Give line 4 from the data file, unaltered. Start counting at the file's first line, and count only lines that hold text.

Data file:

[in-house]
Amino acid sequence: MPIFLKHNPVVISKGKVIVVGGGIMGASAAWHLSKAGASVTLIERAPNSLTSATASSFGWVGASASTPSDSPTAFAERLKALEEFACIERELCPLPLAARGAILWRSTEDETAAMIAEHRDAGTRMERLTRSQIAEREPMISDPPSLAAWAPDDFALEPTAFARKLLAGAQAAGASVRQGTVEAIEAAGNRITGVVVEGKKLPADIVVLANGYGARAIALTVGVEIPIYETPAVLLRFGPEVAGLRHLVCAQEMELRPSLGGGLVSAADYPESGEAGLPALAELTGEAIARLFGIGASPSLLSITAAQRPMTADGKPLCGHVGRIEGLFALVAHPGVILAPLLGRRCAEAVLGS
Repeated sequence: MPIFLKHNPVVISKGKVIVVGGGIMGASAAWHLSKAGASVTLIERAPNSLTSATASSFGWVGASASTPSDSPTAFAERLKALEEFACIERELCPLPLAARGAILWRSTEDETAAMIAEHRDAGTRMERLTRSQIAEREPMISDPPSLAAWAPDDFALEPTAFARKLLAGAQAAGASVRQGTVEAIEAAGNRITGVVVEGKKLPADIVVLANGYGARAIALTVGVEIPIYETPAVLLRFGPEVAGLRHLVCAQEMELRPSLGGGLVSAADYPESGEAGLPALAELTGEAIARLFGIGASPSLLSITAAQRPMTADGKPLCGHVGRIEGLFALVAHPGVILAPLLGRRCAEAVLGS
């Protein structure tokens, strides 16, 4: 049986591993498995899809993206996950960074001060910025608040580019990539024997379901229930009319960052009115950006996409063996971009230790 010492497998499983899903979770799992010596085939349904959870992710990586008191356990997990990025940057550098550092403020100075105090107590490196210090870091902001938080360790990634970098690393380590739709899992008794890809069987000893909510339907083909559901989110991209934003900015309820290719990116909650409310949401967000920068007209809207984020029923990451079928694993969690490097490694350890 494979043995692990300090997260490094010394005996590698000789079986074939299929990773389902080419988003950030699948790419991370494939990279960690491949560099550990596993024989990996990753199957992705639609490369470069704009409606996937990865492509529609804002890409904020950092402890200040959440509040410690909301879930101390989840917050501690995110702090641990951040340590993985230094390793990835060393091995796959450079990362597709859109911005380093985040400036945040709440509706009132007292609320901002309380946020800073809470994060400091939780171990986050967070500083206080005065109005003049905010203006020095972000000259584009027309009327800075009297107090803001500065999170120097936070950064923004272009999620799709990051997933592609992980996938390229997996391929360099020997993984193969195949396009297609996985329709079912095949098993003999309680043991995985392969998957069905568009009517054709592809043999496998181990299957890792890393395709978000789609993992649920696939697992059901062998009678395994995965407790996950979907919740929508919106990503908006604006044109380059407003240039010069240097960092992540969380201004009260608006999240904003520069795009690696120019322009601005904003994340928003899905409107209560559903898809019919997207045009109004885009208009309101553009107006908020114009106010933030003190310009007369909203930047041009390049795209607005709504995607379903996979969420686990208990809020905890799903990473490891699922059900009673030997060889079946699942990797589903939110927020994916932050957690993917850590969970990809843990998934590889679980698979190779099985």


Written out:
């Protein structure tokens, strides 16, 4: 049986591993498995899809993206996950960074001060910025608040580019990539024997379901229930009319960052009115950006996409063996971009230790 010492497998499983899903979770799992010596085939349904959870992710990586008191356990997990990025940057550098550092403020100075105090107590490196210090870091902001938080360790990634970098690393380590739709899992008794890809069987000893909510339907083909559901989110991209934003900015309820290719990116909650409310949401967000920068007209809207984020029923990451079928694993969690490097490694350890 494979043995692990300090997260490094010394005996590698000789079986074939299929990773389902080419988003950030699948790419991370494939990279960690491949560099550990596993024989990996990753199957992705639609490369470069704009409606996937990865492509529609804002890409904020950092402890200040959440509040410690909301879930101390989840917050501690995110702090641990951040340590993985230094390793990835060393091995796959450079990362597709859109911005380093985040400036945040709440509706009132007292609320901002309380946020800073809470994060400091939780171990986050967070500083206080005065109005003049905010203006020095972000000259584009027309009327800075009297107090803001500065999170120097936070950064923004272009999620799709990051997933592609992980996938390229997996391929360099020997993984193969195949396009297609996985329709079912095949098993003999309680043991995985392969998957069905568009009517054709592809043999496998181990299957890792890393395709978000789609993992649920696939697992059901062998009678395994995965407790996950979907919740929508919106990503908006604006044109380059407003240039010069240097960092992540969380201004009260608006999240904003520069795009690696120019322009601005904003994340928003899905409107209560559903898809019919997207045009109004885009208009309101553009107006908020114009106010933030003190310009007369909203930047041009390049795209607005709504995607379903996979969420686990208990809020905890799903990473490891699922059900009673030997060889079946699942990797589903939110927020994916932050957690993917850590969970990809843990998934590889679980698979190779099985």